These slides were purchased from SDFossils on ebay Sept 2017.
They compose of a five slide set of thin sections – one is of shelly limestone showing fossils. The others show rock structure – including oolites which look for all the world like fossils but aren’t!
All photos on Zeiss IM microscope with Bresser MikrOkular camera. For this post only x4 and x20 objectives were used.
Shelly Limestone x4 objective – microfossils are seen within the stone
For comparison purposes the following photo is from the Museum of Wales, showing fossils within limestone:
Oolite or oölite (egg stone) is a sedimentary rock formed from ooids, spherical grains composed of concentric layers. The name derives from the Ancient Greek word ??? for egg. Strictly, oolites consist of ooids of diameter 0.25–2 mm; rocks composed of ooids larger than 2 mm are called pisolites. The term oolith can refer to oolite or individual ooids. Some exemplar oolitic limestone, a common term for an oolite, was formed in England during the Jurassic period, and forms the Cotswold Hills, the Isle of Portland, with its famous Portland Stone, and part of the North Yorkshire Moors. A particular type, Bath Stone, gives the buildings of the World Heritage City of Bath their distinctive appearance (Wikipedia).
Laminated sandstone & mudstone
The following are photographs of microscopy of two laminated rock sections (sandstone and mudstone) from Scarborough.
In geology, lamination is a small scale sequence of fine layers (so called laminae) that occurs in sedimentary rocks. Laminations are normally smaller and less pronounced than bedding. Lamination is often regarded as planar structures one centimetre or less in thickness, whereas bedding layers are greater than one centimetre. However, structures from several millimetres to many centimetres have been described as laminae. A single sedimentary rock can have both laminae and beds. Lamination consists of small differences in the type of sediment that occur throughout the rock. They are caused by cyclic changes in the supply of sediment. These changes can occur in grain size, clay percentage, microfossil content, organic material content or mineral content and often result in pronounced differences in colour between the laminae. Weathering can make the differences even more clear. Lamination can occur as parallel structures (parallel lamination) or in different sets that make an angle with each other (cross-lamination). It can occur in many different types of sedimentary rock, from coarse sandstone to fine shales, mudstones or in evaporites. Lamination is a fine structure and hence it is easily destroyed by bioturbation (the activity of burrowing organisms) shortly after deposition. Lamination therefore survives better under anoxic circumstances, or when the sedimentation rate was high and the sediment was buried before bioturbation could occur. Lamination develops in fine grained sediment when fine grained particles settle, which can only happen in quiet water. Examples of sedimentary environments are deep marine (at the seafloor) or lacustrine (at the bottom of a lake), or mudflats, where the tide creates cyclic differences in sediment supply. Laminations formed in glaciolacustrine environments (in glacier lakes) are a special case. They are called varves. Quaternary varves are used in stratigraphy and palaeoclimatology to reconstruct climate changes during the last few hundred thousand years. Lamination in sandstone is often formed in a coastal environment, where wave energy causes a separation between grains of different sizes (Wikipedia).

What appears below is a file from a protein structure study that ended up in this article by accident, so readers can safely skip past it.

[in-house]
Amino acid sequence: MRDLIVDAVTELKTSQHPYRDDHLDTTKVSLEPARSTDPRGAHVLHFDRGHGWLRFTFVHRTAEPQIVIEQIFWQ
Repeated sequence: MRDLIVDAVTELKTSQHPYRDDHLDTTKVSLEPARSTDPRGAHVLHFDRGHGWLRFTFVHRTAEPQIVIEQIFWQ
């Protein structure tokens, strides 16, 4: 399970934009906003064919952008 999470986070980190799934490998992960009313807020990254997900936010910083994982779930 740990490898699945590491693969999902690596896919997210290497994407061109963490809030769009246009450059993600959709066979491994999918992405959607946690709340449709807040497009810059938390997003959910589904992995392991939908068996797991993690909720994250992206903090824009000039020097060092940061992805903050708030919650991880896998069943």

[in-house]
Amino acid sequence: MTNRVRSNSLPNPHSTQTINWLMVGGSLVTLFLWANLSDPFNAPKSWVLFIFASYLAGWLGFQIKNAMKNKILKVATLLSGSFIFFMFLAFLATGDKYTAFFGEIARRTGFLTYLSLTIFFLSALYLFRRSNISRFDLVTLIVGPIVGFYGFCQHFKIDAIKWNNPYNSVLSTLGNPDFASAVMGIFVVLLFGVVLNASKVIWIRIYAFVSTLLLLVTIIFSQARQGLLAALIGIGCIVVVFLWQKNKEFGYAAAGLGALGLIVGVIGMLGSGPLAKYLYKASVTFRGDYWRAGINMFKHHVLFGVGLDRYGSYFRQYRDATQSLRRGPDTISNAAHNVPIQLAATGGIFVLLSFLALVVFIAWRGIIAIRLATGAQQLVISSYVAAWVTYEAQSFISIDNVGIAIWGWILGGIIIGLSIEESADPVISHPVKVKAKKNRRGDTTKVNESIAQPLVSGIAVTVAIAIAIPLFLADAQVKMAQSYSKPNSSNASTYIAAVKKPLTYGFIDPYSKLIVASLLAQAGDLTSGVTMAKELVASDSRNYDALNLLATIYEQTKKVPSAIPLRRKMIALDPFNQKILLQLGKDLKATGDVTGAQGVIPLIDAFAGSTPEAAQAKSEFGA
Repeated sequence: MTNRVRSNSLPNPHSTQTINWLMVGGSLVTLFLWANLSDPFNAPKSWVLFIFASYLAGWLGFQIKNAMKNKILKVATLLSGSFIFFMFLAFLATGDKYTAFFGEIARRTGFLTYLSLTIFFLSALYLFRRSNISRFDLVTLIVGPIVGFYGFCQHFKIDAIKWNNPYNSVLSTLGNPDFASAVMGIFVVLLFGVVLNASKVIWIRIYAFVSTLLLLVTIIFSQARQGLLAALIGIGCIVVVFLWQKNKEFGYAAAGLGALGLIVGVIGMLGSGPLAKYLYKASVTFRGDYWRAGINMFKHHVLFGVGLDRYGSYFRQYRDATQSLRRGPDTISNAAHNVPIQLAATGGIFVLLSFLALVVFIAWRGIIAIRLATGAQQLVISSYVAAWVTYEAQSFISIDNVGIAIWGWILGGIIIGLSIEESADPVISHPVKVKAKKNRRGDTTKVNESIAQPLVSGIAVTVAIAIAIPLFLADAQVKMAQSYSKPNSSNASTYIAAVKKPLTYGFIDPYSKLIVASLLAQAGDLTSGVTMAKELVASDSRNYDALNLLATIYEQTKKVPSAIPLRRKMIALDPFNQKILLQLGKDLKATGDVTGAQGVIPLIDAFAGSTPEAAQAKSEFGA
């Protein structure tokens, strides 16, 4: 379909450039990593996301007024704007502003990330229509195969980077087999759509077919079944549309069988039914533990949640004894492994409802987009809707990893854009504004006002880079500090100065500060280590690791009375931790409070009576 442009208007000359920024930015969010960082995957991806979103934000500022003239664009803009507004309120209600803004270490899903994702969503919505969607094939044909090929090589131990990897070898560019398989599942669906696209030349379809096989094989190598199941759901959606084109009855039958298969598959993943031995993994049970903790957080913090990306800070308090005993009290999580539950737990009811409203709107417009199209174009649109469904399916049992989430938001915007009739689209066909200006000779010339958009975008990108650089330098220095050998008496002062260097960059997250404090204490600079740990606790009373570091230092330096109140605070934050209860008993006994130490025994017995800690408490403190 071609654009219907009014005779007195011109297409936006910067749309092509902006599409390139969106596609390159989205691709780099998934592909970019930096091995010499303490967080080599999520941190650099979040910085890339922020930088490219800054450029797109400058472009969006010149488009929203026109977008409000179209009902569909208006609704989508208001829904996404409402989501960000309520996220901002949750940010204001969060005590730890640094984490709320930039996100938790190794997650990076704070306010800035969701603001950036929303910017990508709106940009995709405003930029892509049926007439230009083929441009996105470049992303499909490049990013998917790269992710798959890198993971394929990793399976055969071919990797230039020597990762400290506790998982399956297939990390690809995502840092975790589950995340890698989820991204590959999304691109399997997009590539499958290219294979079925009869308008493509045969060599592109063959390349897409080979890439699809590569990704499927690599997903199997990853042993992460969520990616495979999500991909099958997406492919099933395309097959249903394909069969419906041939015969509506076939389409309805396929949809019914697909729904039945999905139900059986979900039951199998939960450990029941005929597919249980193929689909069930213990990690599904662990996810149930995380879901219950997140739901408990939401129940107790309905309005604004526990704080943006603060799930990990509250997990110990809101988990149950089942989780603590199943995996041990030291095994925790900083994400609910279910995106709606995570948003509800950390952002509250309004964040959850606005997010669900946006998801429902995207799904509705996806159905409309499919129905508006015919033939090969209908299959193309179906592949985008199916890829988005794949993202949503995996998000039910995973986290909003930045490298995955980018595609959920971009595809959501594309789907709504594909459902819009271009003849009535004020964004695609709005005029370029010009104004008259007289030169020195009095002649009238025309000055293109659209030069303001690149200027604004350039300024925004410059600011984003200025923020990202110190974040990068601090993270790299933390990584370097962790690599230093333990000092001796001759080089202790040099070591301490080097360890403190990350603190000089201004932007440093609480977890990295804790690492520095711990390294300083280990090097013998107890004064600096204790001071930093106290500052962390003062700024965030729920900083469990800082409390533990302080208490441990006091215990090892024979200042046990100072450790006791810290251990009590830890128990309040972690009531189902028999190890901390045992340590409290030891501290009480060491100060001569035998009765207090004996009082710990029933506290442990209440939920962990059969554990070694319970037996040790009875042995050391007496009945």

Laminated sandstone x4 objective:
Laminated sandstone x20 objective:
Laminated mudstone x4 objective: